Rose, Charlie

Charles Rose was born in Gloucester, the son of a boot and shoe maker, and grew up at 2, High Orchard Street, St Luke’s, Gloucester. Later in life he became a wood sawyer. By 1901, then aged 28, Charlie was living at 3, The Knapp, Kingsholm with his wife, Ellen, and 3 children. Charlie was a forward, weighing in at 12st 6lbs, and standing 5ft 10½ ins tall. He became one of the most consistent forwards in the Gloucester team, renowned for his good scrummaging and for being very smart in open play.

Charlie started to play rugby with the local White Star club, but then graduated to the Gordon Wanderers, where his performances brought him to the attention of the City club. He was thrown into the deep end with the Gloucester 1st XV, playing his first match away at Cardiff on 25th November 1893. Charlie had the distinction of scoring a try on his debut, but they were Gloucester’s only points in a 3-33 defeat. He played in ten matches that season, under the captaincy of John Hanman, without scoring again. Gloucester’s fixture list was shortened in March 1894, when the RFU suspended the Club and closed the Kingsholm ground for 3 weeks as a result of an enquiry which found the Club guilty of breaking the transfer and professionalism laws when selecting Walter Shewell of Stroud to play against Newport; John Hanman was suspended for the rest of the season for his part in the affair.

The following season, Charlie was relegated to the Gloucester A team, and made only 2 appearances for the first team. But he was not disheartened, and by dint of sheer merit, he won back a permanent place in the 1st XV in the 1895-96 season, when he appeared in all but one of Gloucester’s 26 fixtures. Charlie scored a try early in the season in the 22-0 defeat of Weston-super-Mare, and another in the 3-5 loss to Penarth on 21st March 1896, which proved to be the last competitive match of the season when 5 fixtures were cancelled owing to an outbreak of smallpox in Gloucester. This was a poor season for the Club, there being 8 wins as against 12 losses under the captaincy of C Williams.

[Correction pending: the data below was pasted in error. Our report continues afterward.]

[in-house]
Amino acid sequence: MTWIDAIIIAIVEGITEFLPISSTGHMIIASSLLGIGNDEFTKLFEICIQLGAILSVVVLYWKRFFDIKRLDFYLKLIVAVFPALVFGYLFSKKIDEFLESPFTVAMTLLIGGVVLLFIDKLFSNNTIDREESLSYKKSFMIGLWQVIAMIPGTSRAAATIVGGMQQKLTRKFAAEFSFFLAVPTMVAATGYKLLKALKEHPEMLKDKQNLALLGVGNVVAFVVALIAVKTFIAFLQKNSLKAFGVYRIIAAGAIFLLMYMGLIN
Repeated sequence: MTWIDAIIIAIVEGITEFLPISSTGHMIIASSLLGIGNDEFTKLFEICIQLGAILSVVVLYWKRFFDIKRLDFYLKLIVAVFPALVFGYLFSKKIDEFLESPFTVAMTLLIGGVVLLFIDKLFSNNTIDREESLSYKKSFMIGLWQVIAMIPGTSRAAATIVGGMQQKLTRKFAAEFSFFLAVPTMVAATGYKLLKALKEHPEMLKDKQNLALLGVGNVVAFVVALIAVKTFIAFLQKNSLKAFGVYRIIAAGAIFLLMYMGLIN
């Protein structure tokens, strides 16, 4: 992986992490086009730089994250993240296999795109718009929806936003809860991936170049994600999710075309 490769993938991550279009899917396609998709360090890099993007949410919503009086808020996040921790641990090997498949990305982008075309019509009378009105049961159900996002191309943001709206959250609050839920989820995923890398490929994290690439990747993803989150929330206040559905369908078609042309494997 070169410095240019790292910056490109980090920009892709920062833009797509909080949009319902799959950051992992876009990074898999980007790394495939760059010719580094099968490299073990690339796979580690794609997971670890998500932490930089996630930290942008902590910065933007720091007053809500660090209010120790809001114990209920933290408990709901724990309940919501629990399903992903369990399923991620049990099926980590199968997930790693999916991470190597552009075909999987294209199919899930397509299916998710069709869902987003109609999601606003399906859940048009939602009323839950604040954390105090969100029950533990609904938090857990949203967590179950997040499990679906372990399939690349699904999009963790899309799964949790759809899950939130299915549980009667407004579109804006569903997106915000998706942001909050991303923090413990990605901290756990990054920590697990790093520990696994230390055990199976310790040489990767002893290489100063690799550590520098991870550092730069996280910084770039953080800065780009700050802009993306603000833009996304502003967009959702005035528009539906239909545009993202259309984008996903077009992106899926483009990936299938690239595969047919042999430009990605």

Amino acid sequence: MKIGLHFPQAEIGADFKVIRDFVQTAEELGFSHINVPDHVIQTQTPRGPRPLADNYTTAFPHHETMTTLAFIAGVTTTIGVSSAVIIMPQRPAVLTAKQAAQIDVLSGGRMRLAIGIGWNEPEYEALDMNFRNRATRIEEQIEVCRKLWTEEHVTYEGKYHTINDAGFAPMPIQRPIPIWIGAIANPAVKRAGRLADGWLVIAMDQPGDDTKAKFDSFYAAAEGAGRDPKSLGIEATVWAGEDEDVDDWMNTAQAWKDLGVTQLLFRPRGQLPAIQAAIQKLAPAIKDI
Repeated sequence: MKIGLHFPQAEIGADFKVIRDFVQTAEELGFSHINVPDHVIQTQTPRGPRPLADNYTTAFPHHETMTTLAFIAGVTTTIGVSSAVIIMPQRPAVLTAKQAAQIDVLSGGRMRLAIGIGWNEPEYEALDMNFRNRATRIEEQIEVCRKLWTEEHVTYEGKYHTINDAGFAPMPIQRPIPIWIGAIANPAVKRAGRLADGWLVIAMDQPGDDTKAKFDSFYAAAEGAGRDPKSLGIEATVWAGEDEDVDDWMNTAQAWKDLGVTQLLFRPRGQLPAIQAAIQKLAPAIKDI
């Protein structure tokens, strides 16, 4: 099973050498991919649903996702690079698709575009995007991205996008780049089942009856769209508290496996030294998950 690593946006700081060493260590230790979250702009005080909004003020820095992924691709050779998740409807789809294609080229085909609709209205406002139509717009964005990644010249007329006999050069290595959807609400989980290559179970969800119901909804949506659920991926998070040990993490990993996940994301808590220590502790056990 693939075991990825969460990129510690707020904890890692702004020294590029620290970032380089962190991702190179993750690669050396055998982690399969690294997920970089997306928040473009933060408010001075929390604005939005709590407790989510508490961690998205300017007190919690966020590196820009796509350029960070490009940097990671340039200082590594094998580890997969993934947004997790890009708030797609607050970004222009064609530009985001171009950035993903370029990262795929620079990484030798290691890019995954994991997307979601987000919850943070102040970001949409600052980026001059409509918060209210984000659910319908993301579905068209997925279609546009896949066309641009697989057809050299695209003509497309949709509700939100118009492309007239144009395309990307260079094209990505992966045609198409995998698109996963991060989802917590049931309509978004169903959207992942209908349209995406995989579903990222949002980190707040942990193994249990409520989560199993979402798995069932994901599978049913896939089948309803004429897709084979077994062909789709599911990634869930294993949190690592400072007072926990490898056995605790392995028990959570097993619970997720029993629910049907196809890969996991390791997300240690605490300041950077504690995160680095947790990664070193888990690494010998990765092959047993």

In 1896-97, Charlie played in 28 of Gloucester’s 31 fixtures, and the team’s fortunes revived. Under a new captain, W H Taylor, the team managed 18 wins and 8 losses. In general, Gloucester had an excellent record against other English clubs, but struggled against the Welsh, although Charlie did play in the famous 5-3 victory against Llanelly on 3rd April 1897 at Kingsholm, when the Scarlets went down to their first defeat of the season. Charlie won his County cap this season against the Midland Counties.

There was further improvement under W H Taylor in the 1897-98 season, with 24 wins and 5 losses, and Charlie played a full part in this revival, appearing in 32 of the 35 fixtures played. He also scored his fourth and probably final try at Clifton in a 13-3 win. Again it was the Welsh clubs which put up the fiercest opposition, although Gloucester achieved a memorable 9-5 victory away at Cardiff, of which the Gloucester Secretary, Fred Lovesy, wrote “the referee, Mr T Williams of Pontypridd was a wrong ‘un – Gloucester thoroughly deserved this victory, being the better team all round and with a fair referee would have won by more”.

Charlie played in at least 17 matches in the 1898-99 season, although there are 10 games in the middle of the season for which the team selections and scorers are not known. This was to be Charlie’s last season for the Club, and his last game was at Kingsholm on 27th December 1898, When Gloucester won 5-3 against Cinderford. Charlie finished with a career record of at least 114 appearances and 4 tries

In addition to his prowess at rugby, Charlie was also a fine cricketer, and as a bowler accomplished some remarkable feats for Price Walkers, one of the leading clubs in Gloucester for many years. Indeed, in his obituary of Charlie, “WB” of the Citizen recorded that “Rose, I always understood, was approached more than once to take up cricket as a profession, but declined overtures to qualify for a county. He preferred to stick to his profession as a timber sawyer. Charles Rose retained the keenest interest in both his favourite games until illness laid him aside, and rarely missed a match at Kingsholm”.

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